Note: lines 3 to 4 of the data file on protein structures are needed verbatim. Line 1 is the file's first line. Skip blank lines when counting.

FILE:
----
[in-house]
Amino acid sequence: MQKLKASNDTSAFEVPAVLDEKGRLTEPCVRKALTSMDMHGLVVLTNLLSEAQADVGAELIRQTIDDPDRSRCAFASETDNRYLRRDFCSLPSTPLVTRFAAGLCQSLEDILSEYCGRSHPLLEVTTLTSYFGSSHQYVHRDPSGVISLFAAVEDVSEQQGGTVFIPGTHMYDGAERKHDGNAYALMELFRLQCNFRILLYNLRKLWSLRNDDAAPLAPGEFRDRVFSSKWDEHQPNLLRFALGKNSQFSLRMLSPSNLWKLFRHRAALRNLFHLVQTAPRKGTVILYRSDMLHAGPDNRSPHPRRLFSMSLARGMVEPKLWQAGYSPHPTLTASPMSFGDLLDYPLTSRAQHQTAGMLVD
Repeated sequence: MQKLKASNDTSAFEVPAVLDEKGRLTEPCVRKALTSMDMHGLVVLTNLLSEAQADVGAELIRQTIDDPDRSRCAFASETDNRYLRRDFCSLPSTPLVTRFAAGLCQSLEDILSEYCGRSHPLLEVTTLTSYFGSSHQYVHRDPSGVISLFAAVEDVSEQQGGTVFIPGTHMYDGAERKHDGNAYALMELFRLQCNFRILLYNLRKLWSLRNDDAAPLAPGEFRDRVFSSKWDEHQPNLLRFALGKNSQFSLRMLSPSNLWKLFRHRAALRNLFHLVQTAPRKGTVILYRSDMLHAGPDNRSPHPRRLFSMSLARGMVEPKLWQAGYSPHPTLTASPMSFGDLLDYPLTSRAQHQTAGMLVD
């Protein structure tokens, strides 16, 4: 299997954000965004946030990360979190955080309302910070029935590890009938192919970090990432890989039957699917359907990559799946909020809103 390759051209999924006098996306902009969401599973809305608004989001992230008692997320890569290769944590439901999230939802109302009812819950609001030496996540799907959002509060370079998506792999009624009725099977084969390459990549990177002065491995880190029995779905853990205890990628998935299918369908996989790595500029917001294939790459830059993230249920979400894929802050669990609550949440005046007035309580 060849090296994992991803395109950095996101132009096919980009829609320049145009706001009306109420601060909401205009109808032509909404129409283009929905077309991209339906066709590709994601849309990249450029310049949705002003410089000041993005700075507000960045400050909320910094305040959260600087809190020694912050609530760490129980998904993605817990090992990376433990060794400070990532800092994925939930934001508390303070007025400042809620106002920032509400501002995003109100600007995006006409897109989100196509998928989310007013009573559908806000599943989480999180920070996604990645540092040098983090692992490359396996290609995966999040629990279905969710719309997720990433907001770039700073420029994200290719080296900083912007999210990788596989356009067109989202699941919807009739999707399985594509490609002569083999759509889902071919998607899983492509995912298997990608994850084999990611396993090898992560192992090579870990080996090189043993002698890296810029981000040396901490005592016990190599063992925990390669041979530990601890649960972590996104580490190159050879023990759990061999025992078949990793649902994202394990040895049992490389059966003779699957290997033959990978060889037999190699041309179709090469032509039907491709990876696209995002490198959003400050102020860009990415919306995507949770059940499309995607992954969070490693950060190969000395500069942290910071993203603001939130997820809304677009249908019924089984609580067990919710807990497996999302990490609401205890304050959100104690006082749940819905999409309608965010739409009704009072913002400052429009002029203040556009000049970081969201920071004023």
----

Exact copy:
Repeated sequence: MQKLKASNDTSAFEVPAVLDEKGRLTEPCVRKALTSMDMHGLVVLTNLLSEAQADVGAELIRQTIDDPDRSRCAFASETDNRYLRRDFCSLPSTPLVTRFAAGLCQSLEDILSEYCGRSHPLLEVTTLTSYFGSSHQYVHRDPSGVISLFAAVEDVSEQQGGTVFIPGTHMYDGAERKHDGNAYALMELFRLQCNFRILLYNLRKLWSLRNDDAAPLAPGEFRDRVFSSKWDEHQPNLLRFALGKNSQFSLRMLSPSNLWKLFRHRAALRNLFHLVQTAPRKGTVILYRSDMLHAGPDNRSPHPRRLFSMSLARGMVEPKLWQAGYSPHPTLTASPMSFGDLLDYPLTSRAQHQTAGMLVD
């Protein structure tokens, strides 16, 4: 299997954000965004946030990360979190955080309302910070029935590890009938192919970090990432890989039957699917359907990559799946909020809103 390759051209999924006098996306902009969401599973809305608004989001992230008692997320890569290769944590439901999230939802109302009812819950609001030496996540799907959002509060370079998506792999009624009725099977084969390459990549990177002065491995880190029995779905853990205890990628998935299918369908996989790595500029917001294939790459830059993230249920979400894929802050669990609550949440005046007035309580 060849090296994992991803395109950095996101132009096919980009829609320049145009706001009306109420601060909401205009109808032509909404129409283009929905077309991209339906066709590709994601849309990249450029310049949705002003410089000041993005700075507000960045400050909320910094305040959260600087809190020694912050609530760490129980998904993605817990090992990376433990060794400070990532800092994925939930934001508390303070007025400042809620106002920032509400501002995003109100600007995006006409897109989100196509998928989310007013009573559908806000599943989480999180920070996604990645540092040098983090692992490359396996290609995966999040629990279905969710719309997720990433907001770039700073420029994200290719080296900083912007999210990788596989356009067109989202699941919807009739999707399985594509490609002569083999759509889902071919998607899983492509995912298997990608994850084999990611396993090898992560192992090579870990080996090189043993002698890296810029981000040396901490005592016990190599063992925990390669041979530990601890649960972590996104580490190159050879023990759990061999025992078949990793649902994202394990040895049992490389059966003779699957290997033959990978060889037999190699041309179709090469032509039907491709990876696209995002490198959003400050102020860009990415919306995507949770059940499309995607992954969070490693950060190969000395500069942290910071993203603001939130997820809304677009249908019924089984609580067990919710807990497996999302990490609401205890304050959100104690006082749940819905999409309608965010739409009704009072913002400052429009002029203040556009000049970081969201920071004023």